The man in charge of prisons and probation in England and Wales received a bonus of up to £20,000, it has emerged.
Michael Spurr was given the payment in 2016-17 on top of his annual salary of around £150,000.
The bonus was “awarded” the previous year when the chief inspector of prisons saying many jails were “unacceptably violent and dangerous”.
The Prison Officers Association (POA) called it “scandalous and shameful”.
Steve Gillan, general secretary of the POA, told BBC News: “It’s absolutely disgraceful that those who are overseeing a crisis in the prison service have been rewarded with performance bonuses.
“It’s scandalous that they’re being rewarded for failure.”
In his latest assessment of prisons in England and Wales, released this week, chief inspector of prisons Peter Clarke said he was “appalled” at conditions in many jails and said there had been a “staggering decline” in standards in youth custody centres.
Justice Secretary David Lidington also admitted in an open letter that the probation system was “falling short” of expectations and that measures designed to support prisoners on release did not “command the confidence” of the courts.
The bonus payment is disclosed in the annual report from the National Offender Management Service (NOMS), which was published on Thursday.
Mr Spurr was chief executive officer of NOMS until April, when the government agency was re-named HM Prison and Probation Service, which he now heads.
The report revealed that in 2016-17 the 55-year-old was paid £145,000-150,000 and received a bonus payment of £15,000-20,000, along with pension benefits of £25,000.
Phil Copple, the chief operating officer and interim director of probation, Colin Allars, director of probation, and Ian Porée, director of commissioning, were given bonuses of £10,000-15,000.
Claudia Sturt, director of security, order and counter terrorism, was paid a £5,000-10,000 bonus.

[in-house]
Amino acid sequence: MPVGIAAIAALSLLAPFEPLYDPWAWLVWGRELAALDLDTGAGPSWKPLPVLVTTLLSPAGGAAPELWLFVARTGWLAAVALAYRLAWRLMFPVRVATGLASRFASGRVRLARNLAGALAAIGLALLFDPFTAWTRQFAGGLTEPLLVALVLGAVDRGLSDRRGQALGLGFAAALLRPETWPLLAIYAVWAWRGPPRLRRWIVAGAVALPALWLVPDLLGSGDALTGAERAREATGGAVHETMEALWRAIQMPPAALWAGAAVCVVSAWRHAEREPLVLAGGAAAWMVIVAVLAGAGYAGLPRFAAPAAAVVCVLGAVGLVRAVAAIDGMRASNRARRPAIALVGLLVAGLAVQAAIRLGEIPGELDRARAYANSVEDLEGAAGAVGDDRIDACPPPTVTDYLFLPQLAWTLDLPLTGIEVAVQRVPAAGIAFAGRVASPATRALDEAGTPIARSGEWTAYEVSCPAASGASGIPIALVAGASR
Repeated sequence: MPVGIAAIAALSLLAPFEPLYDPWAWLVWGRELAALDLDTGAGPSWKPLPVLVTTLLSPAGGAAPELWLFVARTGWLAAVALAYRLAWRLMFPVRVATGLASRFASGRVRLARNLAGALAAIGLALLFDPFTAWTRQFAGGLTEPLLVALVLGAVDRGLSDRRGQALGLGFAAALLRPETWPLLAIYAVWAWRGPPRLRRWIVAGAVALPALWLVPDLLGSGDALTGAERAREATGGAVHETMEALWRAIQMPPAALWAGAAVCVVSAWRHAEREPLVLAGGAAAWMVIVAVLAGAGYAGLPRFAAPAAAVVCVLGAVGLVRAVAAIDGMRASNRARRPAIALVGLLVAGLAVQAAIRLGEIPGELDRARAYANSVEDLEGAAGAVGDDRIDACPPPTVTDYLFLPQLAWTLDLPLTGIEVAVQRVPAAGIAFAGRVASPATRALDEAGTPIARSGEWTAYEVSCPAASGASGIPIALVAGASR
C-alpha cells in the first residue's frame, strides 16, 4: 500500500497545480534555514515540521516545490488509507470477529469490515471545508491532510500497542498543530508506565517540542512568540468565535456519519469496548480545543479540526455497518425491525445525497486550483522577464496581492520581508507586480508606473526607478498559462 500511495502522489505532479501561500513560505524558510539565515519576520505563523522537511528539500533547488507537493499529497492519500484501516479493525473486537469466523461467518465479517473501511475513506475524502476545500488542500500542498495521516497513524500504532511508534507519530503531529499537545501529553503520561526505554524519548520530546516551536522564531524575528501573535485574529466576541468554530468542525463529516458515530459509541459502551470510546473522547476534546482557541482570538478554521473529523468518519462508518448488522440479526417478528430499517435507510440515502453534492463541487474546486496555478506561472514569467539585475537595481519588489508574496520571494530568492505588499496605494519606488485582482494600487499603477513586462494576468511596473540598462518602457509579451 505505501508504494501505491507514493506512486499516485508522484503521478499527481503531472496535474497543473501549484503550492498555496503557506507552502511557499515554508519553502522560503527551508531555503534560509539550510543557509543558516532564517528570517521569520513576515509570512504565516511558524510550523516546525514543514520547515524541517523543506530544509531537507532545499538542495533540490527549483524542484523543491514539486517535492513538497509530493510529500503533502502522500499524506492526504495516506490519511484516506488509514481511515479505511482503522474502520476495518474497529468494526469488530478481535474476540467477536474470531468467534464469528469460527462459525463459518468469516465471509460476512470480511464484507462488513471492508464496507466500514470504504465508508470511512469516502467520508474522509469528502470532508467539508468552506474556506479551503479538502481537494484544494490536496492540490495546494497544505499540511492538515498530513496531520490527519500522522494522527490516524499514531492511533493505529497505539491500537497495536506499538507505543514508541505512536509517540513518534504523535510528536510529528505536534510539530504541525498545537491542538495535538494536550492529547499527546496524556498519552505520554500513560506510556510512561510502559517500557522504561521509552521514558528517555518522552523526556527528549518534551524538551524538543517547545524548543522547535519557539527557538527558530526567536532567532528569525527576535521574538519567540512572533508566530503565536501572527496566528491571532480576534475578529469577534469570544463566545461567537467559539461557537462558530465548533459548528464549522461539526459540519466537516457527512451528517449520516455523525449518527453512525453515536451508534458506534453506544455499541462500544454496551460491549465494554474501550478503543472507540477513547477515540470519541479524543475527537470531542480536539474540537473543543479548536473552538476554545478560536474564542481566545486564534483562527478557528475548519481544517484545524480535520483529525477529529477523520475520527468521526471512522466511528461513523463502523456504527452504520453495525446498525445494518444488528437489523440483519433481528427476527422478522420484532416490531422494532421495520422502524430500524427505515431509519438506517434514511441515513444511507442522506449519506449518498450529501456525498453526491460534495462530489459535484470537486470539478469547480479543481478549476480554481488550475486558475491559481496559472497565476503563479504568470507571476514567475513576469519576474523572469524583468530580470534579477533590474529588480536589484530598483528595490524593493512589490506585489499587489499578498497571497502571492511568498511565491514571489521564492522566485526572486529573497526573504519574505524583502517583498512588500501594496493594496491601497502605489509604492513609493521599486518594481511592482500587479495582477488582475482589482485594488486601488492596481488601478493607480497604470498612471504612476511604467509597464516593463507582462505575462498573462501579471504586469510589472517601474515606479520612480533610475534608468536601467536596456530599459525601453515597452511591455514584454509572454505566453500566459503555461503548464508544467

The report said bonuses are determined by a committee headed by Richard Heaton, permanent secretary at the Ministry of Justice.
It said they are based on “performance levels attained” and are made as part of the “appraisal process”.
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“An individual can only be awarded a bonus if they have exceeded at least one finance and efficiency objective,” the report said.
Mr Spurr, who has spent his entire career in the prison service, starting out as a prison officer, did not receive a bonus the previous year, 2015-16, though payments were made to Mr Copple, Mr Allars, Mr Poree and Carol Carpenter, a former human resources director.
The annual report also revealed NOMS “breached” government pay policy when it increased overtime pay to prison officers, trained to deal with riots, and raised allowances for other officers to address staff shortages.
The report said when the breaches became clear the Ministry of Justice submitted a business case to the Treasury asking them to agree to the payments, but it refused to do so.
A review into the pay policy breaches found there had been “failings in governance” but the payments still went ahead and are set to continue, the report found.
It also emerged in the document that all prisons in England and Wales are expected to become smoke-free by the end of 2018.
The phased roll-out of smoke-free jails began last year in Wales and the south-west of England and there is now a complete ban on smoking in 21 prisons across the estate.
It is understood a further 40 are in the process of going smoke-free this summer, with the majority expected to be smoke-free by the end of the year.
Earlier this week, the Scottish Prison Service said it intended to make all of Scotland’s prisons smoke-free by next year.
Peter Clarke said the success of the smoke-free scheme depended on how well prepared prisons, staff and inmates were for the change.
He said one prisoner had been so desperate for a cigarette he had mixed nicotine patches with tea leaves and rolled the “tobacco” between pages torn out of a Bible.